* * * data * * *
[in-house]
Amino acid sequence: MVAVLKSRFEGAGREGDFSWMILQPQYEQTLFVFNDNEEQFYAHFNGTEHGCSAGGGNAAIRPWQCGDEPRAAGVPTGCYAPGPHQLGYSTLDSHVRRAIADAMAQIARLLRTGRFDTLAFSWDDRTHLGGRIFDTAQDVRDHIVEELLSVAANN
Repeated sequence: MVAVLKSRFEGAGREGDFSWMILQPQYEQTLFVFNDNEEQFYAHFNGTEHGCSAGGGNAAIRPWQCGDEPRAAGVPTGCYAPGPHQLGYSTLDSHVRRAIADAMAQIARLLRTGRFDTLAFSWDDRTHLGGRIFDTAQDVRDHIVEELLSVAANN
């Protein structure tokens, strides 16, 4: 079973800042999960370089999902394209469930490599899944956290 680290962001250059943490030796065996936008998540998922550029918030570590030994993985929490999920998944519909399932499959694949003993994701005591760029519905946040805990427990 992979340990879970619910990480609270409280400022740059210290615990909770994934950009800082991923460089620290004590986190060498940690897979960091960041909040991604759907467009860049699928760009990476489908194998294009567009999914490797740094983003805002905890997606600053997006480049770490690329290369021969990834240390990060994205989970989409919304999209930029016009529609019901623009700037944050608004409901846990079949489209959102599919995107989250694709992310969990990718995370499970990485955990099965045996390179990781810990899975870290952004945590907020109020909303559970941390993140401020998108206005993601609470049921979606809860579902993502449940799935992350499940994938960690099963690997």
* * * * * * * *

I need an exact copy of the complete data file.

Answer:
[in-house]
Amino acid sequence: MVAVLKSRFEGAGREGDFSWMILQPQYEQTLFVFNDNEEQFYAHFNGTEHGCSAGGGNAAIRPWQCGDEPRAAGVPTGCYAPGPHQLGYSTLDSHVRRAIADAMAQIARLLRTGRFDTLAFSWDDRTHLGGRIFDTAQDVRDHIVEELLSVAANN
Repeated sequence: MVAVLKSRFEGAGREGDFSWMILQPQYEQTLFVFNDNEEQFYAHFNGTEHGCSAGGGNAAIRPWQCGDEPRAAGVPTGCYAPGPHQLGYSTLDSHVRRAIADAMAQIARLLRTGRFDTLAFSWDDRTHLGGRIFDTAQDVRDHIVEELLSVAANN
């Protein structure tokens, strides 16, 4: 079973800042999960370089999902394209469930490599899944956290 680290962001250059943490030796065996936008998540998922550029918030570590030994993985929490999920998944519909399932499959694949003993994701005591760029519905946040805990427990 992979340990879970619910990480609270409280400022740059210290615990909770994934950009800082991923460089620290004590986190060498940690897979960091960041909040991604759907467009860049699928760009990476489908194998294009567009999914490797740094983003805002905890997606600053997006480049770490690329290369021969990834240390990060994205989970989409919304999209930029016009529609019901623009700037944050608004409901846990079949489209959102599919995107989250694709992310969990990718995370499970990485955990099965045996390179990781810990899975870290952004945590907020109020909303559970941390993140401020998108206005993601609470049921979606809860579902993502449940799935992350499940994938960690099963690997």